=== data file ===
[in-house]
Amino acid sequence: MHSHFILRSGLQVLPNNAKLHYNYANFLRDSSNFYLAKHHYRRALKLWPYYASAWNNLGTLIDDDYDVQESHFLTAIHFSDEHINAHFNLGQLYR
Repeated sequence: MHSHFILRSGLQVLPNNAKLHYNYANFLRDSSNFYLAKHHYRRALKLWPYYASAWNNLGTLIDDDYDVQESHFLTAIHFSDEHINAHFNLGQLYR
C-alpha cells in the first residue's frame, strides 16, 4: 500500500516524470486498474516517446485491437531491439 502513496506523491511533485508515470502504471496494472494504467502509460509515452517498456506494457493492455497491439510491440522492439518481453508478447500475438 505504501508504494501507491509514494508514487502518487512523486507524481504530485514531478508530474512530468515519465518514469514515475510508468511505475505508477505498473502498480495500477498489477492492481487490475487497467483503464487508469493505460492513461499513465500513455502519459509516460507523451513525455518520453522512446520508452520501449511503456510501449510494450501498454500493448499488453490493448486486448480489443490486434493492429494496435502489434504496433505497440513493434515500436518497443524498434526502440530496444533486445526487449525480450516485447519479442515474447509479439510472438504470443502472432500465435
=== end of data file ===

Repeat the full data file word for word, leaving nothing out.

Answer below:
[in-house]
Amino acid sequence: MHSHFILRSGLQVLPNNAKLHYNYANFLRDSSNFYLAKHHYRRALKLWPYYASAWNNLGTLIDDDYDVQESHFLTAIHFSDEHINAHFNLGQLYR
Repeated sequence: MHSHFILRSGLQVLPNNAKLHYNYANFLRDSSNFYLAKHHYRRALKLWPYYASAWNNLGTLIDDDYDVQESHFLTAIHFSDEHINAHFNLGQLYR
C-alpha cells in the first residue's frame, strides 16, 4: 500500500516524470486498474516517446485491437531491439 502513496506523491511533485508515470502504471496494472494504467502509460509515452517498456506494457493492455497491439510491440522492439518481453508478447500475438 505504501508504494501507491509514494508514487502518487512523486507524481504530485514531478508530474512530468515519465518514469514515475510508468511505475505508477505498473502498480495500477498489477492492481487490475487497467483503464487508469493505460492513461499513465500513455502519459509516460507523451513525455518520453522512446520508452520501449511503456510501449510494450501498454500493448499488453490493448486486448480489443490486434493492429494496435502489434504496433505497440513493434515500436518497443524498434526502440530496444533486445526487449525480450516485447519479442515474447509479439510472438504470443502472432500465435